Scathing denunciation of Obama Israeli policy … in The New Republic
Written by Yosi Klein Halevi, it explores a theme I contended a few days ago – that the recent confrontation was premeditated. He also briefly points out that another Israeli reporter is wondering the same thing I did:
The administration, according to a report in the Israeli newspaper Yedito Aharonot, is making an even more insidious accusation against Israel. During his visit, wrote Yediot Aharanot, Biden told Israeli leaders that their policies are endangering American lives in Afghanistan and Iraq. The report has been denied in the White House. Whether or not the remark was made, what is clear today in Jerusalem is that Obama’s recklessness is endangering Israeli–and Palestinian–lives.
The last line is indicative of the entire tone of the essay. Halevi is merciless in his denunciation of the Obama administration’s handling of the recent confrontation. “Recklessness” is not a term a contributing editor at TNR is likely to throw around lightly – especially when applying it to a Democratic president.
Astonishingly, Obama is repeating the key tactical mistake of his failed efforts to restart Middle East peace talks over the last year. Though Obama’s insistence on a settlement freeze to help restart negotiations was legitimate, he went a step too far by including building in East Jerusalem. Every Israeli government over the last four decades has built in the Jewish neighborhoods of East Jerusalem; no government, let alone one headed by the Likud, could possibly agree to a freeze there. Obama made resumption of negotiations hostage to a demand that could not be met. The result was that Palestinian leaders were forced to adjust their demands accordingly.
Obama is directly responsible for one of the most absurd turns in the history of Middle East negotiations. Though Palestinian leaders negotiated with Israeli governments that built extensively in the West Bank, they now refused to sit down with the first Israeli government to actually agree to a suspension of building. Obama’s demand for a building freeze in Jerusalem led to a freeze in negotiations.
Finally, after intensive efforts, the administration produced the pathetic achievement of “proximity talks”—setting Palestinian-Israeli negotiations back a generation, to the time when Palestinian leaders refused to sit at the same table with Israelis.
Ignorance? Amateurism? Halevi thinks it’s probably the latter – sort of:
That Obama could be guilty of such amateurishness was perhaps forgivable because he was, after all, an amateur. But he has now taken his failed policy and intensified it. By demanding that Israel stop building in Ramat Shlomo and elsewhere in East Jerusalem—and placing that demand at the center of American-Israeli relations—he’s ensured that the Palestinians won’t show up even to proximity talks. This is no longer amateurishness; it is pique disguised as policy.
While I agree with the assessment that it was “pique disguised as policy”, but I think it was as much ignorance and amateurism. Perhaps your remember Honduras. Halevi lays out the history explaining why the demands of the Obama administration are clueless and have actually set the peace process on it’s rear.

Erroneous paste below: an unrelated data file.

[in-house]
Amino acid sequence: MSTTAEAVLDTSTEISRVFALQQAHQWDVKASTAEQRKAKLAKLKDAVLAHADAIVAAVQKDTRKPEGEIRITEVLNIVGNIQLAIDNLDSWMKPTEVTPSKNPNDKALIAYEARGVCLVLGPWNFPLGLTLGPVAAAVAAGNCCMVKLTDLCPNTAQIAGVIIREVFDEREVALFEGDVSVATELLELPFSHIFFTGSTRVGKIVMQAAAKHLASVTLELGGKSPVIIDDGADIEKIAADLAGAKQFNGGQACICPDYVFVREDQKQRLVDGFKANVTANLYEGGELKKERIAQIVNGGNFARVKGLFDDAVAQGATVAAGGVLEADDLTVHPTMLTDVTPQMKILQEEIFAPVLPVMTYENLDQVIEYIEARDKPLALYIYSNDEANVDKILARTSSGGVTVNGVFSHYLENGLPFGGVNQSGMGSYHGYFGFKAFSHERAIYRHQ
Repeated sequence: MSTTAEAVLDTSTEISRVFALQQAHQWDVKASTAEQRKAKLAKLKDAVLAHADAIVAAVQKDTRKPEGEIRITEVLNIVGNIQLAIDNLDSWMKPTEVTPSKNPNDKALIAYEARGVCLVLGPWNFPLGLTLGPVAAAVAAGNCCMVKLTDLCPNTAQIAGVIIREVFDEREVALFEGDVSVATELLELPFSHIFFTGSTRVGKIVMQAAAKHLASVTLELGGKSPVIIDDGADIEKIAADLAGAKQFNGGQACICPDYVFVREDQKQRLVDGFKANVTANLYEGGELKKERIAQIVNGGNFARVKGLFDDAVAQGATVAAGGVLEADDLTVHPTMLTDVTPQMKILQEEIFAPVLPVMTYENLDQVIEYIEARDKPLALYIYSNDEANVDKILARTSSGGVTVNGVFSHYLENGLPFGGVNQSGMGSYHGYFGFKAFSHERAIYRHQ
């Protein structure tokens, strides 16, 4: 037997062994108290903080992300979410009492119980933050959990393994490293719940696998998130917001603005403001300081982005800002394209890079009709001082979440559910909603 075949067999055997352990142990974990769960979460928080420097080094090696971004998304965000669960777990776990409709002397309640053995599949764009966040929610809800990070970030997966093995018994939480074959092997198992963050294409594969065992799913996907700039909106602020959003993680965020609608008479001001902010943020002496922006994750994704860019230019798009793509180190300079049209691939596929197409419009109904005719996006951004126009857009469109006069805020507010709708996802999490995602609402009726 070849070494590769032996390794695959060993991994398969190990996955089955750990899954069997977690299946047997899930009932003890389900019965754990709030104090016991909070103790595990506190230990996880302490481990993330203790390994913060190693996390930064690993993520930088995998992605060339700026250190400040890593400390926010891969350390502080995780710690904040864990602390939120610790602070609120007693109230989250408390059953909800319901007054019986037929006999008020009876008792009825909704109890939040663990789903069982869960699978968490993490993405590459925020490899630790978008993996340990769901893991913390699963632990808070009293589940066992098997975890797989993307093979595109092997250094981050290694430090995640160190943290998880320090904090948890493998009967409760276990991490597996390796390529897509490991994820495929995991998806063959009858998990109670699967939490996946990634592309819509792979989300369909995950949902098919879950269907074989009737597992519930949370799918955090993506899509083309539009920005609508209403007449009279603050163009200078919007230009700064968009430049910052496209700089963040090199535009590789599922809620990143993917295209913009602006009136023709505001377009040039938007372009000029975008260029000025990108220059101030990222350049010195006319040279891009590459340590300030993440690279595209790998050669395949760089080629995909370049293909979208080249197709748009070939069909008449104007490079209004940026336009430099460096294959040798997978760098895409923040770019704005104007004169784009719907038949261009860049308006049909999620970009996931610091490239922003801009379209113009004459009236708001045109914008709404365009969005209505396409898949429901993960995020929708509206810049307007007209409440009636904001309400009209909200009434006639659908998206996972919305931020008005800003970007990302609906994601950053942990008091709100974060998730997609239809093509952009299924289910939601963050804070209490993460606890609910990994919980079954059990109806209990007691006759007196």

But Halevi isn’t done with the Obama administration – he has more:
In turning an incident into a crisis, Obama has convinced many Israelis that he was merely seeking a pretext to pick a fight with Israel. Netanyahu was inadvertently shabby; Obama, deliberately so.
According to a banner headline in the newspaper Ma’ariv, senior Likud officials believe that Obama’s goal is to topple the Netanyahu government, by encouraging those in the Labor Party who want to quit the coalition.
The popular assumption is that Obama is seeking to prove his resolve as a leader by getting tough with Israel. Given his ineffectiveness against Iran and his tendency to violate his own self-imposed deadlines for sanctions, the Israeli public is not likely to be impressed. Indeed, Israelis’ initial anger at Netanyahu has turned to anger against Obama. According to an Israel Radio poll on March 16, 62 percent of Israelis blame the Obama administration for the crisis, while 20 percent blame Netanyahu. (Another 17 percent blame Shas leader Eli Yishai.)
The “popular assumption” goes directly to what I said a couple of days ago. Despite White House denials, most of Israel is convinced this was a pathetic attempt at muscle flexing. Instead, it probably impressed no one and has instead alienated the Israeli pubic – a citizenry which is, in the majority, for a two-state solution.
Brilliant. Now the talks are back to square one after Rahm Emanuel bragged that the two-state solution would be realized in Obama’s first term (it better be since hopefully that’s all he’ll get).
As it turns out, this has become a fiasco. Instead of a cool head prevailing and calming the waters, the situation was inflamed and escalated. Now the Palestinians have used it as a reason to desert the process and the administration is stuck demanding Israel do something it has always refused to even talk about. It’s interesting that a denunciation of these idiotic demands by the administration isn’t just coming from the right, but from leftist publications such as The New Republic.
Even they could no longer ignore the amateur in the White House.
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